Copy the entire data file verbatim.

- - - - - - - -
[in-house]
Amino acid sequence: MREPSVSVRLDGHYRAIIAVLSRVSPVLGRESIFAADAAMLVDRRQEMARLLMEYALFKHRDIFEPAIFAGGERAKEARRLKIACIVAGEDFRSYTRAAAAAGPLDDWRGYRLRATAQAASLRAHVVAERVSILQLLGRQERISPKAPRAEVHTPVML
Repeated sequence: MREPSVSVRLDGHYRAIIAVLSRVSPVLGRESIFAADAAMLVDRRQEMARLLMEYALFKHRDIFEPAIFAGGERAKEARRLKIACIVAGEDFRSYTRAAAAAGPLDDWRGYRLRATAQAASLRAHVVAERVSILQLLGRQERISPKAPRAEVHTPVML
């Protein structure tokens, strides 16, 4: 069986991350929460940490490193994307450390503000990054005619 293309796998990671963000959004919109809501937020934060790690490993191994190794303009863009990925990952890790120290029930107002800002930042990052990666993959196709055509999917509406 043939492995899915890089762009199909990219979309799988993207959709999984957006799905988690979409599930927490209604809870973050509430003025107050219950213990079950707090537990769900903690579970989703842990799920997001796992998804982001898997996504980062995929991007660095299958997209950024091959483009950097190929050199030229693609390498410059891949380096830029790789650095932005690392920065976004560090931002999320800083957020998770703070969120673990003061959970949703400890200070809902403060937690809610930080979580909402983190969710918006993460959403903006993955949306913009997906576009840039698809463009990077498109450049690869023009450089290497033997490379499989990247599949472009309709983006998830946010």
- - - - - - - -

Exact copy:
[in-house]
Amino acid sequence: MREPSVSVRLDGHYRAIIAVLSRVSPVLGRESIFAADAAMLVDRRQEMARLLMEYALFKHRDIFEPAIFAGGERAKEARRLKIACIVAGEDFRSYTRAAAAAGPLDDWRGYRLRATAQAASLRAHVVAERVSILQLLGRQERISPKAPRAEVHTPVML
Repeated sequence: MREPSVSVRLDGHYRAIIAVLSRVSPVLGRESIFAADAAMLVDRRQEMARLLMEYALFKHRDIFEPAIFAGGERAKEARRLKIACIVAGEDFRSYTRAAAAAGPLDDWRGYRLRATAQAASLRAHVVAERVSILQLLGRQERISPKAPRAEVHTPVML
């Protein structure tokens, strides 16, 4: 069986991350929460940490490193994307450390503000990054005619 293309796998990671963000959004919109809501937020934060790690490993191994190794303009863009990925990952890790120290029930107002800002930042990052990666993959196709055509999917509406 043939492995899915890089762009199909990219979309799988993207959709999984957006799905988690979409599930927490209604809870973050509430003025107050219950213990079950707090537990769900903690579970989703842990799920997001796992998804982001898997996504980062995929991007660095299958997209950024091959483009950097190929050199030229693609390498410059891949380096830029790789650095932005690392920065976004560090931002999320800083957020998770703070969120673990003061959970949703400890200070809902403060937690809610930080979580909402983190969710918006993460959403903006993955949306913009997906576009840039698809463009990077498109450049690869023009450089290497033997490379499989990247599949472009309709983006998830946010």